17 Best Things to Do in Tallinn: Unforgettable Experiences

As you might expect, plenty of things to do in Tallinn, as one of the Baltic capitals, are available for the traveler to experience, whether they are there for a couple of days or an extended period of time. Furthermore, you can cater your sightseeing or experiences to those that really interest you—Tallinn is compact enough that you can fit in a lot in a short period of time and very easily and conveniently.

Things to do in Tallinn include sights, activities, and experiences, each designed to add to your trip, whether that is knowledge about history or culture, beautiful photographs, or memories you’ll carry with you forever.

The ideas below will help you choose what to do when you visit the Estonian capital city.

Sunny street in old town Tallinn - things to do in Tallinn
Photo 244510169 © Arkadi Bojaršinov | Dreamstime.com

1. Explore Old Town: One of the Top Things to Do in Tallinn

Any traveler would be remiss if they skipped Tallinn’s old town, the historic heart of the city, on their visit there. And actually, there are so many things to do in the historic center alone, if your visit is short, you may be interested in concentrating your efforts here.

Old Town Tallinn is divided into the upper part and the lower part, and you’ll stretch your legs and get in a workout traversing the cobblestone streets and the inclines and declines as you explore. You’ll see everything from picturesque alleyways to grand defensive structures; shops, museums, and cafes and restaurants are interspersed throughout.

2. Climb Old Town Tallinn’s Towers

The medieval city of Tallinn is evident in its remaining structures, some of them in the form of towers that were built along the city wall. Twenty towers out of the original 46 of Tallinn’s original defenses still stand today, and travelers can visit the Nunna, Sauna, and Kuldjala towers and walk almost two kilometers of the remaining city wall. Ascend into the towers to experience one of the most popular things to do in Tallinn.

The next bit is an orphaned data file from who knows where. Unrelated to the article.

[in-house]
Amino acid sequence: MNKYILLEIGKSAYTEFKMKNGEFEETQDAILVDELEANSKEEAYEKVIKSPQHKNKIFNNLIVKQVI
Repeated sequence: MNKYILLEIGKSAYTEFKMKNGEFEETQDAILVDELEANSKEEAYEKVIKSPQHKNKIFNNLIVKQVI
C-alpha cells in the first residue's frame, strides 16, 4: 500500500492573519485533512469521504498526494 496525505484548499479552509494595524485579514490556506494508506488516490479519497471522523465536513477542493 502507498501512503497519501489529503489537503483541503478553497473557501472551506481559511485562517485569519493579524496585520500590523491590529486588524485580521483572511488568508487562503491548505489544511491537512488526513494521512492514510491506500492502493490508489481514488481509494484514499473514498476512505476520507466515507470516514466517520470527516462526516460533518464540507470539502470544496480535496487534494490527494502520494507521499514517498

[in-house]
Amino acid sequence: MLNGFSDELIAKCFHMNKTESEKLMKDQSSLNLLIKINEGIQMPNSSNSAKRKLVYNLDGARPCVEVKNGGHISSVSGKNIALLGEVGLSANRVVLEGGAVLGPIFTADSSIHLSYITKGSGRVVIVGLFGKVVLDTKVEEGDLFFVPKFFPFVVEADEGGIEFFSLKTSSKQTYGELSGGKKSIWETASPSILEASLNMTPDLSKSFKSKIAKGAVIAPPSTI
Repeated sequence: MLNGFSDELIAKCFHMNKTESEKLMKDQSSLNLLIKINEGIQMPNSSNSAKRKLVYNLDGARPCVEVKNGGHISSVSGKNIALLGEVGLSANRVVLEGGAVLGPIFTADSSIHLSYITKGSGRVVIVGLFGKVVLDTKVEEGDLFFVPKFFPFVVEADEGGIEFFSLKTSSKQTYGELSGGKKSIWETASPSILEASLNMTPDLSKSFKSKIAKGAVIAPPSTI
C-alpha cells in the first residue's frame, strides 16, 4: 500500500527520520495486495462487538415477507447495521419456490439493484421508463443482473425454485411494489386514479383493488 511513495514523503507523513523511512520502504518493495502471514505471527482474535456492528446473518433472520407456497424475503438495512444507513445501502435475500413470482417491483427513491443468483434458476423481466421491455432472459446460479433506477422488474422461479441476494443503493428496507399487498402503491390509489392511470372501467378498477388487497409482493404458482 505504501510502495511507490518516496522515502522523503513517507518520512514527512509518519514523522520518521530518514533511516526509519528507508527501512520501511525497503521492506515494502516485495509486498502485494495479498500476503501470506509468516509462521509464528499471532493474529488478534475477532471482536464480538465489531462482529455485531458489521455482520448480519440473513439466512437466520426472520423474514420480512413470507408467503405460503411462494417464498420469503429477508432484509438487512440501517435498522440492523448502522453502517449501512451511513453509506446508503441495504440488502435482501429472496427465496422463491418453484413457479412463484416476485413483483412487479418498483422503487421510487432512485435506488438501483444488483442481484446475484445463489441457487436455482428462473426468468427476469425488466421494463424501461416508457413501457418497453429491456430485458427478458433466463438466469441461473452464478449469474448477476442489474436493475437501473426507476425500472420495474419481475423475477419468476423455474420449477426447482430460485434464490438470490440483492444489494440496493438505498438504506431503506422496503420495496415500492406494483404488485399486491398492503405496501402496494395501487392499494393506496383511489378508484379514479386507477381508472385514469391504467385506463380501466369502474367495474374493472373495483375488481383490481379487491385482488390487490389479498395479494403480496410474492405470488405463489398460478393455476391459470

You’ll get an idea of what it was like to live in Tallinn during the Middle Ages and the feats of engineering and constructed required to build such structures during such a time—especially ones that have withstood the ages like these have.

Learn about military history at the Kiek in de Kok and the Fortification Museum.

The Kiek in de Kok tower is an unmissable part of Tallinn’s old town landscape. With its meters-thick walls with cannonballs still embedded in its sides, this former artillery tower is full of character—and it contains a museum linking other towers. For lovers of military history, a visit to Kiek in de Kok is a must.

Medieval towers along a wall
Photo 232803742 © Diego Grandi | Dreamstime.com

3. Go Back in Time at the Old Pharmacy

Whether you need something for a cough or want to learn about pharmacy practices of the past, do stop by the Old Town Tallinn Pharmacy, which has been continually in business since the 15th century. You can browse, for free, the small exhibition there, and enjoy knowledge in the fact that you can partake in 21st-century medicine, not that from the Middle Ages. It one of the top things to do in Tallinn.

Phramacy sign on historic building in Tallinn
Photo 127589903 © Sergey Kokotchikov | Dreamstime.com

4. Meet Old Thomas at the Town Hall Tower

Tallinn will never leave you longing for a view, and the Town Hall tower, with its over a hundred stairs, made only for the stout of heart, will offer you one. As famous as the tower is, the weathervane at the top may be even more famous. Called Old Thomas, the original weathervane from the 16th century, now serving its retirement in the town hall, has made way for a younger weathervane to keep up tradition.

Weathervane in the image of a man with aerial city view
Photo 177469924 / Church © Stanislav Samoylik | Dreamstime.com

5. Get a Postcard View from the Viewing Platforms

Again, if you’re seeking a view, Tallinn’s old town will grant your wish many times over. Viewing platforms are things to do in Tallinn that many people seek out first when they arrive.

The Kohtuotsa viewing platform is one of these—head to the eastern portion of the hill to find it and to see postcard-perfect views of the lower old town.

Many people like the nearby Patkuli viewing platform better. It pays to visit both for the best experience.

The Piiskopi viewing platform offers less complex views, overlooking a park that was once the moat surrounding the town.

Historic city of tallinn seen from elevated platform
Photo 244331442 / Church © Onlyfabrizio | Dreamstime.com

6. Visit Tallinn’s Many Churches